EID Bonsall D, Gregory WF, Ip C, Donfield S, Iles J, Ansari M, et al. Evaluation of Viremia Frequencies of a Novel Human Pegivirus by Using Bioinformatic Screening and PCR. Emerg Infect Dis. 2016;22(4):671-678. https://dx.doi.org/10.3201/eid2204.151812
AMA Bonsall D, Gregory WF, Ip C, et al. Evaluation of Viremia Frequencies of a Novel Human Pegivirus by Using Bioinformatic Screening and PCR. Emerging Infectious Diseases. 2016;22(4):671-678. doi:10.3201/eid2204.151812.
APA Bonsall, D., Gregory, W. F., Ip, C., Donfield, S., Iles, J., Ansari, M....Simmonds, P. (2016). Evaluation of Viremia Frequencies of a Novel Human Pegivirus by Using Bioinformatic Screening and PCR. Emerging Infectious Diseases, 22(4), 671-678. https://dx.doi.org/10.3201/eid2204.151812.

Medscape CME Activity
Shiga Toxin 1–Producing Shigella sonnei Infections, California, United States, 2014–2015 [PDF - 558 KB - 8 pages]
K. Lamba et al.

Shiga toxins (Stx) are primarily associated with Shiga toxin–producing Escherichia coli and Shigella dysenteriae serotype 1. Stx production by other shigellae is uncommon, but in 2014, Stx1-producing S. sonnei infections were detected in California. Surveillance was enhanced to test S. sonnei isolates for the presence and expression of stx genes, perform DNA subtyping, describe clinical and epidemiologic characteristics of case-patients, and investigate for sources of infection. During June 2014–April 2015, we identified 56 cases of Stx1-producing S. sonnei, in 2 clusters. All isolates encoded stx1 and produced active Stx1. Multiple pulsed-field gel electrophoresis patterns were identified. Bloody diarrhea was reported by 71% of case-patients; none had hemolytic uremic syndrome. Some initial cases were epidemiologically linked to travel to Mexico, but subsequent infections were transmitted domestically. Continued surveillance of Stx1-producing S. sonnei in California is necessary to characterize its features and plan for reduction of its spread in the United States.

EID Lamba K, Nelson JA, Kimura AC, Poe A, Collins J, Kao AS, et al. Shiga Toxin 1–Producing Shigella sonnei Infections, California, United States, 2014–2015. Emerg Infect Dis. 2016;22(4):679-686. https://dx.doi.org/10.3201/eid2204.151825
AMA Lamba K, Nelson JA, Kimura AC, et al. Shiga Toxin 1–Producing Shigella sonnei Infections, California, United States, 2014–2015. Emerging Infectious Diseases. 2016;22(4):679-686. doi:10.3201/eid2204.151825.
APA Lamba, K., Nelson, J. A., Kimura, A. C., Poe, A., Collins, J., Kao, A. S....Vugia, D. (2016). Shiga Toxin 1–Producing Shigella sonnei Infections, California, United States, 2014–2015. Emerging Infectious Diseases, 22(4), 679-686. https://dx.doi.org/10.3201/eid2204.151825.
Dispatches

Adenovirus Type 7 Pneumonia in Children Who Died from Measles-Associated Pneumonia, Hanoi, Vietnam, 2014 [PDF - 395 KB - 4 pages]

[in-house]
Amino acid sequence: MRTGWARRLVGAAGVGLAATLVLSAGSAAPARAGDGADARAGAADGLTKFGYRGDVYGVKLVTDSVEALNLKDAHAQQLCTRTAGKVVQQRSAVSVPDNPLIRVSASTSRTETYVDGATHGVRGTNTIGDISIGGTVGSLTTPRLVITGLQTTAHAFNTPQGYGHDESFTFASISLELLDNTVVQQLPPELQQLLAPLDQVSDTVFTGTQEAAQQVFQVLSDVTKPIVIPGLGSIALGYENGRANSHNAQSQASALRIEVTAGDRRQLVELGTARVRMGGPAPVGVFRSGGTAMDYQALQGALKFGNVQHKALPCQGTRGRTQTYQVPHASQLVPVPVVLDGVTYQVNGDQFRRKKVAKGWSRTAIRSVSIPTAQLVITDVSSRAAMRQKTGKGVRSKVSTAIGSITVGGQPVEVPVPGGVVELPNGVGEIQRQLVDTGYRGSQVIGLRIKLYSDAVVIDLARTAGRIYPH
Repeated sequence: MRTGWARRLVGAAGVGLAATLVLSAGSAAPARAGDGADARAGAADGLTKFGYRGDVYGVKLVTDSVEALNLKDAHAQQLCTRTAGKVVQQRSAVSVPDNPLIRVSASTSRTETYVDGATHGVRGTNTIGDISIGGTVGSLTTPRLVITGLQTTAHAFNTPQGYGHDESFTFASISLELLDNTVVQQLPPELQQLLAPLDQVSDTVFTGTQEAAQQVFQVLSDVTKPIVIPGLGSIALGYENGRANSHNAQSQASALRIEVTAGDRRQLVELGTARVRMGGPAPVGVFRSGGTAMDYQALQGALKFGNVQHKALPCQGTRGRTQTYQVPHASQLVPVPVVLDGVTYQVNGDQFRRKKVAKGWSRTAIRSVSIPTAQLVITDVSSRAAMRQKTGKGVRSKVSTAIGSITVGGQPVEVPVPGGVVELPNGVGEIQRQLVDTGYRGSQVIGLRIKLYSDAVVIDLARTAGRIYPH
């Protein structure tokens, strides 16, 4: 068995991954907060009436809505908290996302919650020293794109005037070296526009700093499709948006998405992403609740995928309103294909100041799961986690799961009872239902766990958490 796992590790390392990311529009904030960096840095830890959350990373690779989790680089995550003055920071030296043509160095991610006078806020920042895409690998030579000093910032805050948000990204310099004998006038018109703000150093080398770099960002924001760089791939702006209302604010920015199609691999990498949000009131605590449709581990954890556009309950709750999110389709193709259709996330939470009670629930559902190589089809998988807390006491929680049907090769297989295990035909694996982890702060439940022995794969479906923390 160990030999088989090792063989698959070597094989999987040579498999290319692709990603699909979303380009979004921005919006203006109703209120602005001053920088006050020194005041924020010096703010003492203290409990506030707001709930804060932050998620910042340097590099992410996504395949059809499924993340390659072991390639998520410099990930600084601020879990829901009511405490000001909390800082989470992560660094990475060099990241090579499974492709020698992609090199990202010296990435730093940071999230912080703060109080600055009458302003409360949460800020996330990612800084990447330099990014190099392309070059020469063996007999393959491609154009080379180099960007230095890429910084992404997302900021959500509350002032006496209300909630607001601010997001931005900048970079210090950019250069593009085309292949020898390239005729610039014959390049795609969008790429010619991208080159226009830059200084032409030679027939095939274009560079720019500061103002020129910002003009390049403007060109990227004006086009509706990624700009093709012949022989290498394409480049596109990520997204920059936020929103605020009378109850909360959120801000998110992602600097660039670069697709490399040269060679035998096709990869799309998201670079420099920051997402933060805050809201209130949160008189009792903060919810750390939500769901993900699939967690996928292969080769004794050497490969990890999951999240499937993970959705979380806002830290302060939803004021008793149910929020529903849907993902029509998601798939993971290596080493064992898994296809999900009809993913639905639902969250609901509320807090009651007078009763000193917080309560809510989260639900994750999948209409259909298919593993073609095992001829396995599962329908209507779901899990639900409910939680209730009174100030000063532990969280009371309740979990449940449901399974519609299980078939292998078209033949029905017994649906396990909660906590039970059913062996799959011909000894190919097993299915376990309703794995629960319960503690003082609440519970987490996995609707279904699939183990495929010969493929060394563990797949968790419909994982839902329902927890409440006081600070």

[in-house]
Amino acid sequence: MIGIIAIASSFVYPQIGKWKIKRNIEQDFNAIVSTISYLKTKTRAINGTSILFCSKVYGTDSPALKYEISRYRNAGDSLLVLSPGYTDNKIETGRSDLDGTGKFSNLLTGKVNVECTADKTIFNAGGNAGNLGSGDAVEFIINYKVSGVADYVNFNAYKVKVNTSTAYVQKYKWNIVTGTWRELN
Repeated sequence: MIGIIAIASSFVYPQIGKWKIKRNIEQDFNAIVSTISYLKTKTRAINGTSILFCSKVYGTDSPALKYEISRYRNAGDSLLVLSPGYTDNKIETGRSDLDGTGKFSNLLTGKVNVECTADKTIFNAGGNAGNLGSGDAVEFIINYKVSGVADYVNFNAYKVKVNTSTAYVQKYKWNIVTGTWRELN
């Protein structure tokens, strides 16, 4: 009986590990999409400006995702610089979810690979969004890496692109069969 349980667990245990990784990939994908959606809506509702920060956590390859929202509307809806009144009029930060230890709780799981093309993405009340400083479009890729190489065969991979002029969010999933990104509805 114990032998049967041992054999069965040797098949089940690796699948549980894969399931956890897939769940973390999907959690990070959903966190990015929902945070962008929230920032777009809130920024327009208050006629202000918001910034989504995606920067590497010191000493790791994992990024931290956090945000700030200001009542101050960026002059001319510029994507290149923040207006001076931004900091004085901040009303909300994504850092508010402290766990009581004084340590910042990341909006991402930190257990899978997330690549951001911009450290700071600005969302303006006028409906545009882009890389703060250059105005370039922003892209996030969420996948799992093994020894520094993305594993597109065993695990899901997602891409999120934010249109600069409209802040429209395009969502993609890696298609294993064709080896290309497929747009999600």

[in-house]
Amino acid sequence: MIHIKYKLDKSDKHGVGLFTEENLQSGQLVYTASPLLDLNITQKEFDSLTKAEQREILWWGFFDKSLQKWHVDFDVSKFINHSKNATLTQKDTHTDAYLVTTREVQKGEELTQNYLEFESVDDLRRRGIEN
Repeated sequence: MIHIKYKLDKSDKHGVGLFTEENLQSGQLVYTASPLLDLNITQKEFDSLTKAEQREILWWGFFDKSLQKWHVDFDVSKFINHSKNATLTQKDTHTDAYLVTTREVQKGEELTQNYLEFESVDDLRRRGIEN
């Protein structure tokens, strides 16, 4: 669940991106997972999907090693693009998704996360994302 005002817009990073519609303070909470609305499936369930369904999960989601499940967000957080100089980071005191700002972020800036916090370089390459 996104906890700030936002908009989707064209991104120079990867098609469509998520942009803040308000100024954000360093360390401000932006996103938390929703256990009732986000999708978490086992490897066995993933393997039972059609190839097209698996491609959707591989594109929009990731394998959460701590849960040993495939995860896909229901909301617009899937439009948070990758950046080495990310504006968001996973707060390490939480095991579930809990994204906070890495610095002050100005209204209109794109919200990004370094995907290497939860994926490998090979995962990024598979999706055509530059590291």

L. Hai et al.

During a 2014 measles outbreak in Vietnam, postmortem pathologic examination of hospitalized children who died showed that adenovirus type 7 pneumonia was a contributory cause of death in children with measles-associated immune suppression. Adenovirus type 7 pneumonia should be recognized as a major cause of secondary infection after measles.

EID Hai L, Thach H, Tuan T, Nam D, Dien T, Sato Y, et al. Adenovirus Type 7 Pneumonia in Children Who Died from Measles-Associated Pneumonia, Hanoi, Vietnam, 2014. Emerg Infect Dis. 2016;22(4):687-690. https://dx.doi.org/10.3201/eid2204.151595
AMA Hai L, Thach H, Tuan T, et al. Adenovirus Type 7 Pneumonia in Children Who Died from Measles-Associated Pneumonia, Hanoi, Vietnam, 2014. Emerging Infectious Diseases. 2016;22(4):687-690. doi:10.3201/eid2204.151595.
APA Hai, L., Thach, H., Tuan, T., Nam, D., Dien, T., Sato, Y....Nakajima, N. (2016). Adenovirus Type 7 Pneumonia in Children Who Died from Measles-Associated Pneumonia, Hanoi, Vietnam, 2014. Emerging Infectious Diseases, 22(4), 687-690. https://dx.doi.org/10.3201/eid2204.151595.

Elevated Toxoplasma gondii Infection Rates for Retinas from Eye Banks, Southern Brazil [PDF - 327 KB - 3 pages]
A. G. Commodaro et al.

We found significantly higher incidence of Toxoplasma gondii DNA in eye bank specimens from Joinville in southern Brazil (13/15, 87%) than in São Paulo (3/42, 7%; p = 2.1 × 10E–8). PCR DNA sequence analysis was more sensitive at locus NTS2 than at locus B1; a high frequency of mixed co-infections was detected.

EID Commodaro AG, Chiasson M, Sundar N, Rizzo L, Belfort R, Grigg ME. Elevated Toxoplasma gondii Infection Rates for Retinas from Eye Banks, Southern Brazil. Emerg Infect Dis. 2016;22(4):691-693. https://dx.doi.org/10.3201/eid2204.141819
AMA Commodaro AG, Chiasson M, Sundar N, et al. Elevated Toxoplasma gondii Infection Rates for Retinas from Eye Banks, Southern Brazil. Emerging Infectious Diseases. 2016;22(4):691-693. doi:10.3201/eid2204.141819.
APA Commodaro, A. G., Chiasson, M., Sundar, N., Rizzo, L., Belfort, R., & Grigg, M. E. (2016). Elevated Toxoplasma gondii Infection Rates for Retinas from Eye Banks, Southern Brazil. Emerging Infectious Diseases, 22(4), 691-693. https://dx.doi.org/10.3201/eid2204.141819.

Arenavirus Diversity and Phylogeography of Mastomys natalensis Rodents, Nigeria [PDF - 451 KB - 4 pages]
A. Olayemi et al.

Mastomys natalensis rodents are natural hosts for Lassa virus (LASV). Detection of LASV in 2 mitochondrial phylogroups of the rodent near the Niger and Benue Rivers in Nigeria underlines the potential for LASV emergence in fresh phylogroups of this rodent. A Mobala-like sequence was also detected in eastern Nigeria.